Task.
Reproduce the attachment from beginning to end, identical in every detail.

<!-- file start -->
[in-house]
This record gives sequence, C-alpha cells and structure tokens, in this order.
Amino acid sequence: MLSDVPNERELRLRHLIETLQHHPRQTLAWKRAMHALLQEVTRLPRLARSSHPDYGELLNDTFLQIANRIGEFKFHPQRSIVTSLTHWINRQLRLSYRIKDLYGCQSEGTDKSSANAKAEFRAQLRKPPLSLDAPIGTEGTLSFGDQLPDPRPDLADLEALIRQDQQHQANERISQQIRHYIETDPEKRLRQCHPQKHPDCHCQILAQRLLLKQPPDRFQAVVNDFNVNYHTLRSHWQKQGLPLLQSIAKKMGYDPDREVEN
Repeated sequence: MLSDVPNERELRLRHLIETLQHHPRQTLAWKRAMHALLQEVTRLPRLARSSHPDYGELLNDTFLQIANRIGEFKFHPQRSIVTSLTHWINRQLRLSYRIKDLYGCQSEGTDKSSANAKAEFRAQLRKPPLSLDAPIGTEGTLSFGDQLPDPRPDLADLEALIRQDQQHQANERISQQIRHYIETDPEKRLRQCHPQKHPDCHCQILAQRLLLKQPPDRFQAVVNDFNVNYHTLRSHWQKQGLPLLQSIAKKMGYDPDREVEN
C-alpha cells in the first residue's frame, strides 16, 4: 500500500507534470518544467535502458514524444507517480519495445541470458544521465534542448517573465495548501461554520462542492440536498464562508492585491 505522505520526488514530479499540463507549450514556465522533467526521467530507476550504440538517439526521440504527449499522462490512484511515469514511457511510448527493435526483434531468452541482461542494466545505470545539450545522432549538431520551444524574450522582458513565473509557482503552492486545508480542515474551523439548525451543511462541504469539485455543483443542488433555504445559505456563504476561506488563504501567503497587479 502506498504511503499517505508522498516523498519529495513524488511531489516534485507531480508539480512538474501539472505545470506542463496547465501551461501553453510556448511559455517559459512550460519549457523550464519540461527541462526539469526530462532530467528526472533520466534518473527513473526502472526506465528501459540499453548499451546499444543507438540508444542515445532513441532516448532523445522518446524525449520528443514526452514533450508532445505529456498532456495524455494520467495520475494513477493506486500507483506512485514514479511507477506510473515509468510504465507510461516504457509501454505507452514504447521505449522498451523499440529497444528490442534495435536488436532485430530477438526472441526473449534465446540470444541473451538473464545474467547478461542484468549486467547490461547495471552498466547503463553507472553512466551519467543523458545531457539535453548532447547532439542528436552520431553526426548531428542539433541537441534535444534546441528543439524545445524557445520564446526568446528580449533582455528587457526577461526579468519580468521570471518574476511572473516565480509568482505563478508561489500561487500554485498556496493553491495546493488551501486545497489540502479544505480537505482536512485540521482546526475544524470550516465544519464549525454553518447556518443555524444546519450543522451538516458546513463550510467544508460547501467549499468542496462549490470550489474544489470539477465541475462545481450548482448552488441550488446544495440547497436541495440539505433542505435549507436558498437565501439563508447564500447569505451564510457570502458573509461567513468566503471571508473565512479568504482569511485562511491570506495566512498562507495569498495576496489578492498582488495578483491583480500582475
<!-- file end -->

[in-house]
This record gives sequence, C-alpha cells and structure tokens, in this order.
Amino acid sequence: MLSDVPNERELRLRHLIETLQHHPRQTLAWKRAMHALLQEVTRLPRLARSSHPDYGELLNDTFLQIANRIGEFKFHPQRSIVTSLTHWINRQLRLSYRIKDLYGCQSEGTDKSSANAKAEFRAQLRKPPLSLDAPIGTEGTLSFGDQLPDPRPDLADLEALIRQDQQHQANERISQQIRHYIETDPEKRLRQCHPQKHPDCHCQILAQRLLLKQPPDRFQAVVNDFNVNYHTLRSHWQKQGLPLLQSIAKKMGYDPDREVEN
Repeated sequence: MLSDVPNERELRLRHLIETLQHHPRQTLAWKRAMHALLQEVTRLPRLARSSHPDYGELLNDTFLQIANRIGEFKFHPQRSIVTSLTHWINRQLRLSYRIKDLYGCQSEGTDKSSANAKAEFRAQLRKPPLSLDAPIGTEGTLSFGDQLPDPRPDLADLEALIRQDQQHQANERISQQIRHYIETDPEKRLRQCHPQKHPDCHCQILAQRLLLKQPPDRFQAVVNDFNVNYHTLRSHWQKQGLPLLQSIAKKMGYDPDREVEN
C-alpha cells in the first residue's frame, strides 16, 4: 500500500507534470518544467535502458514524444507517480519495445541470458544521465534542448517573465495548501461554520462542492440536498464562508492585491 505522505520526488514530479499540463507549450514556465522533467526521467530507476550504440538517439526521440504527449499522462490512484511515469514511457511510448527493435526483434531468452541482461542494466545505470545539450545522432549538431520551444524574450522582458513565473509557482503552492486545508480542515474551523439548525451543511462541504469539485455543483443542488433555504445559505456563504476561506488563504501567503497587479 502506498504511503499517505508522498516523498519529495513524488511531489516534485507531480508539480512538474501539472505545470506542463496547465501551461501553453510556448511559455517559459512550460519549457523550464519540461527541462526539469526530462532530467528526472533520466534518473527513473526502472526506465528501459540499453548499451546499444543507438540508444542515445532513441532516448532523445522518446524525449520528443514526452514533450508532445505529456498532456495524455494520467495520475494513477493506486500507483506512485514514479511507477506510473515509468510504465507510461516504457509501454505507452514504447521505449522498451523499440529497444528490442534495435536488436532485430530477438526472441526473449534465446540470444541473451538473464545474467547478461542484468549486467547490461547495471552498466547503463553507472553512466551519467543523458545531457539535453548532447547532439542528436552520431553526426548531428542539433541537441534535444534546441528543439524545445524557445520564446526568446528580449533582455528587457526577461526579468519580468521570471518574476511572473516565480509568482505563478508561489500561487500554485498556496493553491495546493488551501486545497489540502479544505480537505482536512485540521482546526475544524470550516465544519464549525454553518447556518443555524444546519450543522451538516458546513463550510467544508460547501467549499468542496462549490470550489474544489470539477465541475462545481450548482448552488441550488446544495440547497436541495440539505433542505435549507436558498437565501439563508447564500447569505451564510457570502458573509461567513468566503471571508473565512479568504482569511485562511491570506495566512498562507495569498495576496489578492498582488495578483491583480500582475